Animals should be used in scientific research
It’s commonly argued that animal testing has or hasn’t increased the average lifespan of humans by 23.5 years? Facts of Why animals are used in scientific research
Over 100 million animals are used every year in the United States as models in biological and medical research to study human disease, injury, development, psychology, and anatomy and physiology. Research involving animals has played a vital role in virtually every major medical advance of the last century. Even today, there is no complete alternative to biomedical research with animals. The vast majority of research animals are mice and rats bred for this purpose. Dogs, cats, and non-human primates together account for less than one-half of one percent of the total, and this number has declined for more than 25 years. Since 1979, the number of dogs and cats needed in animal research has declined by more than 50%. The number of non-human primates needed represents less than .2% (.18% in 2004) and has remained relatively constant—in the 50,000 per year range—for the past decade. History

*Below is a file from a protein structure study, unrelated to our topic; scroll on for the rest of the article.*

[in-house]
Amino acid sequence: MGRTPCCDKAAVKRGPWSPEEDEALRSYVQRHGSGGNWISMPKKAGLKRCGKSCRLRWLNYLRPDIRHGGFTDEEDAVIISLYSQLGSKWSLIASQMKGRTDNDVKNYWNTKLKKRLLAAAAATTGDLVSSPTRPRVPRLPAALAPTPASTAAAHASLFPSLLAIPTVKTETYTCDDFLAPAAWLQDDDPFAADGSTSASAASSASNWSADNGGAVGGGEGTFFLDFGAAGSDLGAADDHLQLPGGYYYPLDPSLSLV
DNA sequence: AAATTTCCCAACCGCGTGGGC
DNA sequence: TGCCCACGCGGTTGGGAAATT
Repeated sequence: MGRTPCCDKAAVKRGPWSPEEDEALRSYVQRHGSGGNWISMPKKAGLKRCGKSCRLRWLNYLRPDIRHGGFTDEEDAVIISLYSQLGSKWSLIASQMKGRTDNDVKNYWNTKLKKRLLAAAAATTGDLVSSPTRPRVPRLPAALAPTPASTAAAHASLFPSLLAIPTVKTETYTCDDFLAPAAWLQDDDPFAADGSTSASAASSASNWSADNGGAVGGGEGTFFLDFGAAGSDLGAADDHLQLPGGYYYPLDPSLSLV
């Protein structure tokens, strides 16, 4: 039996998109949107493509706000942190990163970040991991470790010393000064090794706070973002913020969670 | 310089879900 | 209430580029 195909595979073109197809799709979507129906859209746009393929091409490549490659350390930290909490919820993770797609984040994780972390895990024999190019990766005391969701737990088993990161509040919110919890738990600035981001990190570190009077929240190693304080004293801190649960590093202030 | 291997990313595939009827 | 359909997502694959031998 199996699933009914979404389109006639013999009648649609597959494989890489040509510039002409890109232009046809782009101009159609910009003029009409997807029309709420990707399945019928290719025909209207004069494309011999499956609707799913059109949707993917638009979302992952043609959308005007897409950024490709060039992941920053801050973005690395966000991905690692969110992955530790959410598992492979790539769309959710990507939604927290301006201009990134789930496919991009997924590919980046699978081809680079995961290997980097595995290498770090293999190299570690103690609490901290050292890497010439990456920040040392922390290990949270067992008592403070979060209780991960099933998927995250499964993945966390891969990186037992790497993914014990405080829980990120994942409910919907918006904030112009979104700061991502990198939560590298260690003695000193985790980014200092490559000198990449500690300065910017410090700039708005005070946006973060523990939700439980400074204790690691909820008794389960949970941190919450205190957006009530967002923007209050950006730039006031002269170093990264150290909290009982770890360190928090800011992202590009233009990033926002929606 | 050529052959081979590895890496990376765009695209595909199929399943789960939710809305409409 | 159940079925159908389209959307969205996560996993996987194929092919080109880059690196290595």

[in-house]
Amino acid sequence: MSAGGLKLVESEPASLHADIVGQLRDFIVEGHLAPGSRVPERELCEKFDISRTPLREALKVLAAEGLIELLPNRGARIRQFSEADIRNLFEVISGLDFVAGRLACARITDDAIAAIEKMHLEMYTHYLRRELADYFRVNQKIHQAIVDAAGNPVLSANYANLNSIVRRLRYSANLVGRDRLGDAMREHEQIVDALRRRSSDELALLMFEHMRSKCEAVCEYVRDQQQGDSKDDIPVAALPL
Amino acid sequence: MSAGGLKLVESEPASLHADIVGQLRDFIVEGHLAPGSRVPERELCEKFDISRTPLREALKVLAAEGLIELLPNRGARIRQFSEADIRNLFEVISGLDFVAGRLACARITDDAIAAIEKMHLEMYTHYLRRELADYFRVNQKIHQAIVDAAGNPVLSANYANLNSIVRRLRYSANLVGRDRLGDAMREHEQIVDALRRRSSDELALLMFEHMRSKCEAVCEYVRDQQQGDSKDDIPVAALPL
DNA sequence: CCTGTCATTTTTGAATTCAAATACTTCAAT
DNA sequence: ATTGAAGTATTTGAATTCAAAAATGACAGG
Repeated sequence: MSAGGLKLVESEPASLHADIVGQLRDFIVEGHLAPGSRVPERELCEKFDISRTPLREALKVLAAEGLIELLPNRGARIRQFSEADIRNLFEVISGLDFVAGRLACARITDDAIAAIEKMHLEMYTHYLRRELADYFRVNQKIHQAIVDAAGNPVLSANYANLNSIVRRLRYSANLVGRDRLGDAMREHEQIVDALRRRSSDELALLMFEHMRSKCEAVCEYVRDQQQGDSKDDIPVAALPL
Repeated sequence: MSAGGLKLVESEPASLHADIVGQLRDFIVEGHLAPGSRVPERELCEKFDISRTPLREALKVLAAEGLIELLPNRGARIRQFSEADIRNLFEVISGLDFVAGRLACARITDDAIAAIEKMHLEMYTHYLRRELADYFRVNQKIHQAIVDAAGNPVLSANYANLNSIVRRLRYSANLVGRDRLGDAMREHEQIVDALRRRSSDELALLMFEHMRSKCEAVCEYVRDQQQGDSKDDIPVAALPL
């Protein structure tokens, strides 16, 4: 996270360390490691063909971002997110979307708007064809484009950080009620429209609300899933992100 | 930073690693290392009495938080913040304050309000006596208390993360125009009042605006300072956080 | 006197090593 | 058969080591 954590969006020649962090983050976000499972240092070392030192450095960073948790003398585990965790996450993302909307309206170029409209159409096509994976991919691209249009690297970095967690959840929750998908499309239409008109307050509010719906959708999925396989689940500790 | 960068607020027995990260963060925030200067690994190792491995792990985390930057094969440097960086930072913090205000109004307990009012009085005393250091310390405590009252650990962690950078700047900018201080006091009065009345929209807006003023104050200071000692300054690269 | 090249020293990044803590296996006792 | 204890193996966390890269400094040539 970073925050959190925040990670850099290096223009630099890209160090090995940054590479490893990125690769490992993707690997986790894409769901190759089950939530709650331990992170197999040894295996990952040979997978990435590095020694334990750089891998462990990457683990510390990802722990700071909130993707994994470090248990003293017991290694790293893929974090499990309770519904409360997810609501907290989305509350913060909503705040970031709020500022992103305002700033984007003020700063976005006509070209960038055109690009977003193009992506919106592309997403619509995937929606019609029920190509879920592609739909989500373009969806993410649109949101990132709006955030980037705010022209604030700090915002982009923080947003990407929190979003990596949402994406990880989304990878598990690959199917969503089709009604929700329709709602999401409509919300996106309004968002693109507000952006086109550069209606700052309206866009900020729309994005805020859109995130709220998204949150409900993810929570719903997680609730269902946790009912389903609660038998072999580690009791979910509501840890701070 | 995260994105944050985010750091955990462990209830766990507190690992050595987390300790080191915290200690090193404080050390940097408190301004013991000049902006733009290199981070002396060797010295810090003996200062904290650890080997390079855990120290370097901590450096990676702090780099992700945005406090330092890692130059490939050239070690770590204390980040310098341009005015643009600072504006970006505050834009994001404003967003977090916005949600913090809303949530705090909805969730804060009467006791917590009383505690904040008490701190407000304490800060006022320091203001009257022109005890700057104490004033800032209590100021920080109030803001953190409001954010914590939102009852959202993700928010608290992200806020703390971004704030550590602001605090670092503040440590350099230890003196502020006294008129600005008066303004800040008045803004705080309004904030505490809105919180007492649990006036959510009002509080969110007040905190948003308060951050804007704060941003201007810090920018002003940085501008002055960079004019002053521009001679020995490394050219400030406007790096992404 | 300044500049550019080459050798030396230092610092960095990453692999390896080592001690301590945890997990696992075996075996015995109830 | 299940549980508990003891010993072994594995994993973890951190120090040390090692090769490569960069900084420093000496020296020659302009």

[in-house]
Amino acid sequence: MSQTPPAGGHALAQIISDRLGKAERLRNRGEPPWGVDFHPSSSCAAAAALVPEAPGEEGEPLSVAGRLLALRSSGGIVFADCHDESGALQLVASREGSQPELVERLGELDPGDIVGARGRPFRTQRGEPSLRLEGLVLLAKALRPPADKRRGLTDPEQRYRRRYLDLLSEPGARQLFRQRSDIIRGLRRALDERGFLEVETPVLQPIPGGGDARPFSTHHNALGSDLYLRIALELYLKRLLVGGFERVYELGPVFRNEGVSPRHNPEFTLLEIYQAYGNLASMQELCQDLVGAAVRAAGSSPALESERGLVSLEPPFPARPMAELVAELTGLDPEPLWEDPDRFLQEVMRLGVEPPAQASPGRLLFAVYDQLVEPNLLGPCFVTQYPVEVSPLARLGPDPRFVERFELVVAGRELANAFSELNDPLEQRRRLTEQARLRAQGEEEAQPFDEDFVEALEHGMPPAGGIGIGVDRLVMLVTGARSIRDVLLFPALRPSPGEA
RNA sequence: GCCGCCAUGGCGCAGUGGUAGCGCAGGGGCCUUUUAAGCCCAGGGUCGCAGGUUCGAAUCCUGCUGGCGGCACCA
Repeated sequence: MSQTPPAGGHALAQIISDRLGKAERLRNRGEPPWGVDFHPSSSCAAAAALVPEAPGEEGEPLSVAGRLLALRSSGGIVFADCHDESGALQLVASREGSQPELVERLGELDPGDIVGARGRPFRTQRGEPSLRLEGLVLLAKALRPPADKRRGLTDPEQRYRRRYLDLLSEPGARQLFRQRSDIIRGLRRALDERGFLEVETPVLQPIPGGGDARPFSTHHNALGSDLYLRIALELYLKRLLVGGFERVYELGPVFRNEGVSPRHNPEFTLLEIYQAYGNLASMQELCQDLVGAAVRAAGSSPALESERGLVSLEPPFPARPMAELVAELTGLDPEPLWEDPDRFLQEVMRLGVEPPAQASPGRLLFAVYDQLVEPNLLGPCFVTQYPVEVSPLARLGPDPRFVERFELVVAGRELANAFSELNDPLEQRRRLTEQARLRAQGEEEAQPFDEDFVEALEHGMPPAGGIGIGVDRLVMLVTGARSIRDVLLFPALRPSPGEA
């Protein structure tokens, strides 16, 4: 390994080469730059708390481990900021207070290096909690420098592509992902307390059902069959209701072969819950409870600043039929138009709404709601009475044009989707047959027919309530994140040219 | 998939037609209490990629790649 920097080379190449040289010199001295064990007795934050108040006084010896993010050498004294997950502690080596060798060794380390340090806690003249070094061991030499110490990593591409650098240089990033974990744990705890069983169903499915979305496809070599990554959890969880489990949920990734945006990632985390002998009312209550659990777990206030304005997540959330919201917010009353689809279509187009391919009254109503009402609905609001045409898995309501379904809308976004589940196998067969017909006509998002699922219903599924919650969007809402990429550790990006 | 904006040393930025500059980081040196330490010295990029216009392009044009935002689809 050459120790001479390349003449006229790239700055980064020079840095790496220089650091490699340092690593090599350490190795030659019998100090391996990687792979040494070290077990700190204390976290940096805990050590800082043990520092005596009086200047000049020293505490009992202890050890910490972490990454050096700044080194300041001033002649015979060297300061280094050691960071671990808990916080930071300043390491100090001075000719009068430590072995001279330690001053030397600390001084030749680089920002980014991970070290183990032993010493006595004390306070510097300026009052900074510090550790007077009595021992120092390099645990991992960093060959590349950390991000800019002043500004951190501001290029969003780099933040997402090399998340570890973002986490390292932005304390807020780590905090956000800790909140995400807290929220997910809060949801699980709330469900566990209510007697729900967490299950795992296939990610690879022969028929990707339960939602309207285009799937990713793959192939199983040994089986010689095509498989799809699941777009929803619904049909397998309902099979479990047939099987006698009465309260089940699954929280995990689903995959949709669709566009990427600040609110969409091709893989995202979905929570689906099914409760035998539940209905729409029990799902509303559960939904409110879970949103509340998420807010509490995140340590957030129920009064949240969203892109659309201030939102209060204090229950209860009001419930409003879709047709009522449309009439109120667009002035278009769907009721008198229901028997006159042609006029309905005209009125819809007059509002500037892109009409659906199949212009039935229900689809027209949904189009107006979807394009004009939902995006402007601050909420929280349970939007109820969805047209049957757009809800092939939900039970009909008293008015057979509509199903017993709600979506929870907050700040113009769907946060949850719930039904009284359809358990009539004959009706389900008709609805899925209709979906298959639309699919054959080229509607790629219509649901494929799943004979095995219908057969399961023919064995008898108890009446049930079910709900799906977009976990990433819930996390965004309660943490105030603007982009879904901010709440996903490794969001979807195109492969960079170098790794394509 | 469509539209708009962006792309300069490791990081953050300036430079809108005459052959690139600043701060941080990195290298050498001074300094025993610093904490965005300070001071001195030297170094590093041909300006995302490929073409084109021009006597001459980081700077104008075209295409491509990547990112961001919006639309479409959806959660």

The history behind animals being used in scientific research is that is started In Europe and in the US by the early 1900's and especially during and following World War I the benefits of animal research continued to be recognized. Following the Nuremberg Trials for atrocities by the Nazi's during World War II, society spoke loudly demanding no research on humans until animal research had made such research a reasonable risk. Today, the majority of people in our society do agree with the idea of the humane and responsible use of animals in research.
There is safeguard standards for scientific studies on animals * The USDA has set forth federal regulations governing the care and use of animals in biomedical research that are considered even more extensive than those covering human research subjects. * The Animal Welfare Act sets standards of care for research...
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